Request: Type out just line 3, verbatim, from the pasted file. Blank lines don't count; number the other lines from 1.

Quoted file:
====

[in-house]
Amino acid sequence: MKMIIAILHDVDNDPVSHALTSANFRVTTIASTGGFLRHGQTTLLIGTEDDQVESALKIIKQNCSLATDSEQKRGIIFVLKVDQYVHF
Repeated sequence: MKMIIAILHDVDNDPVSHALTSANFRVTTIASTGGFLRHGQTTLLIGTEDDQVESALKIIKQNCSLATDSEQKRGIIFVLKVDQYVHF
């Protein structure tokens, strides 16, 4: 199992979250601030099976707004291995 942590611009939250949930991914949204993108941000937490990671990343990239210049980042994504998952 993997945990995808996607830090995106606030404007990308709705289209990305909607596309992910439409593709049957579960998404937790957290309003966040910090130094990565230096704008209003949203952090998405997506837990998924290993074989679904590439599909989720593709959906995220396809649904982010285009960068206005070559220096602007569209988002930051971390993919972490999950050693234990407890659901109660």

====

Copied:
Repeated sequence: MKMIIAILHDVDNDPVSHALTSANFRVTTIASTGGFLRHGQTTLLIGTEDDQVESALKIIKQNCSLATDSEQKRGIIFVLKVDQYVHF